An article at TechTree reports
that according to IDC's Worldwide Handheld QView, shipments of
handheld devices fell nearly 20 percent year-over-year in the
fourth quarter of 2004 to 2.8 million units. This was the fourth
successive quarter of decline. For all of 2004, shipments of
handheld devices was just 9.2 million units, a decrease of 13
percent over 2003's shipments.
Meanwhile, IDC reports that mobile phone purchases were the
highest ever. Worldwide mobile phone shipments were 194.3 million
units in the fourth quarter of 2004, growing 24 percent year over
year. For the full year 2004, these shipments increased 29.3
percent over 2003.
The problem, of course, is that try as they might, handhelds
haven't been able to get past being a PIM. They're standalone
devices that don't interact in significant ways. Adding Bluetooth
and Wi-Fi is really too little, too late.
People buy phones to talk
to other people and that's a much more popular pastime than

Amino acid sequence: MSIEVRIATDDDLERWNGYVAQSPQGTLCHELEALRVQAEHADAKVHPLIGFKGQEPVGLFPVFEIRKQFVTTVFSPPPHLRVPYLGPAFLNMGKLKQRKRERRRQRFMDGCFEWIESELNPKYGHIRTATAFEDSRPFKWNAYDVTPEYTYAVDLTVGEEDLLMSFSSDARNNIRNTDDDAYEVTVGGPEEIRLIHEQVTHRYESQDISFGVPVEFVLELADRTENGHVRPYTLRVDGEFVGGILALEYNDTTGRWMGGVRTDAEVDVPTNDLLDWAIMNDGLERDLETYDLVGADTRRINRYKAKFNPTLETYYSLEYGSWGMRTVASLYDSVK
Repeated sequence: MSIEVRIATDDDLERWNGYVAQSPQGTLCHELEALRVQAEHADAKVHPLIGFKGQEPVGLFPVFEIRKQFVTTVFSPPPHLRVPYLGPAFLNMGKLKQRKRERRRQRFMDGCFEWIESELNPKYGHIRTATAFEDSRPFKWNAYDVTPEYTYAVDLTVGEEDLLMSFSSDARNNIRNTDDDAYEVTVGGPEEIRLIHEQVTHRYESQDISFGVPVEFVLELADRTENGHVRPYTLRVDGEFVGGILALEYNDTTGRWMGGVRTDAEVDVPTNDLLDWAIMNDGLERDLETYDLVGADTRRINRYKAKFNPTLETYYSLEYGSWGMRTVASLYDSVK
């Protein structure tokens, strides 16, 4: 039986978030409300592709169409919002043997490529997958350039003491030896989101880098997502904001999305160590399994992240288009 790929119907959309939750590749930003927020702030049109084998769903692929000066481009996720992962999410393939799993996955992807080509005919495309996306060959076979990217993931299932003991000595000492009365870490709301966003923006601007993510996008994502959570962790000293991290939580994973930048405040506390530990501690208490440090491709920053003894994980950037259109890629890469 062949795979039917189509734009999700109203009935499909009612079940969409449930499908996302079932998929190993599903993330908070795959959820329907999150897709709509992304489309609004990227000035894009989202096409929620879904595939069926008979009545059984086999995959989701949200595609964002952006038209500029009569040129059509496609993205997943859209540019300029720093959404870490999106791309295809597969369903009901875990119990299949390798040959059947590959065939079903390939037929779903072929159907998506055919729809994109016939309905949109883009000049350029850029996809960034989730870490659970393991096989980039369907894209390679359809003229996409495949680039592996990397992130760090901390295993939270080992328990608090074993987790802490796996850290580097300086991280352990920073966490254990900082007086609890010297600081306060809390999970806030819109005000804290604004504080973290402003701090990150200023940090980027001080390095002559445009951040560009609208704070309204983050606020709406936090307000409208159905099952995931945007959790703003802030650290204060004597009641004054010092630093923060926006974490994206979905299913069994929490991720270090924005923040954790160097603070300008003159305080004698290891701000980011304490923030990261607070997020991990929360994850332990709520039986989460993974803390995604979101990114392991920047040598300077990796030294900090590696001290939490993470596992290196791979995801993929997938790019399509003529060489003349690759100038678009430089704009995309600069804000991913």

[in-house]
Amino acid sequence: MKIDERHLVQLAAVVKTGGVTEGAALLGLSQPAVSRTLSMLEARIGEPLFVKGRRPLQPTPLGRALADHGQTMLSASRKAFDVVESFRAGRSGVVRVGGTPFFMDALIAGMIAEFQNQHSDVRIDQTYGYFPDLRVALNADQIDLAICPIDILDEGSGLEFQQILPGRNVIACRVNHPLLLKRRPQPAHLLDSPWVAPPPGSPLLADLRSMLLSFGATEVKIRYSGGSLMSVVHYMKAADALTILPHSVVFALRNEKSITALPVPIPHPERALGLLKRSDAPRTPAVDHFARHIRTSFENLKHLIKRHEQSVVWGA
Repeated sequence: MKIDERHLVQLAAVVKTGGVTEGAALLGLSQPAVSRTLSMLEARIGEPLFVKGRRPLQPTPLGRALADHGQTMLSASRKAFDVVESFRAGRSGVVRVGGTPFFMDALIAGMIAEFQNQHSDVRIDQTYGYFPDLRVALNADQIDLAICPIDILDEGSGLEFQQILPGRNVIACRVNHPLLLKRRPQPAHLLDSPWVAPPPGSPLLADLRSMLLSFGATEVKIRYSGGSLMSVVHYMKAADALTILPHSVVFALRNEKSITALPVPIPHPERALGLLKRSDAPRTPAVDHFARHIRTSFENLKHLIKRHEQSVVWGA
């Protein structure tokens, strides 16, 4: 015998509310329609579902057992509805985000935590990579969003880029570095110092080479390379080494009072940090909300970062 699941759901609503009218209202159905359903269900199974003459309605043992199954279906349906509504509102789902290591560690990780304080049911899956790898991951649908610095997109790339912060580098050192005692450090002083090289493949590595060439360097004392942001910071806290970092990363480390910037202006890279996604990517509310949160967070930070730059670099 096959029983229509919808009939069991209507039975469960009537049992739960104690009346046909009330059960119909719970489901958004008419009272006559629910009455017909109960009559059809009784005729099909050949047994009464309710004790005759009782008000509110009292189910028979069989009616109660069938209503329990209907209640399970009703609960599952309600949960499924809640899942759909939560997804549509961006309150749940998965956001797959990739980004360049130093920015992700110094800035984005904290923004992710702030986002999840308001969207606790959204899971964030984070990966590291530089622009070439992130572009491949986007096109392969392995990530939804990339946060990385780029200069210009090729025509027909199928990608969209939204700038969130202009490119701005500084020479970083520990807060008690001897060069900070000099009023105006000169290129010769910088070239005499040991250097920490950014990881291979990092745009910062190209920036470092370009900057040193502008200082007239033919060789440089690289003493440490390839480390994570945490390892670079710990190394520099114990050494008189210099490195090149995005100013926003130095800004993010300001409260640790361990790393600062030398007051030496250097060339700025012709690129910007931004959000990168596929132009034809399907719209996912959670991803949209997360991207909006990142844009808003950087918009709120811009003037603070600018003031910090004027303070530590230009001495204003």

managing your to-do list. Of course, phones do more than that, but
Jupiter Research Analyst Michael
Gartenberg speak a year or so ago on this topic. According to
Jupiter's research, people mostly by phones for the phone. Go
I think that the reason that people buy phones for the phone is
that's the one part of the device that the mobile carriers can't
ruin with their attempts to lock people into their network. I find
the Web experience on most mobile services to be abysmal and that's
not because of small form factor. It's because they try to keep you
in their walled garden and stuff ringtones and wallpaper down your
At some point, I hope that my phone, with an integrated PIM,
will be able to do some simple groupware tasks like coordinating
the scheduling of a conference call, but that's not likely to
happen in the current climate. Until then, people will continue to
buy phones for talking.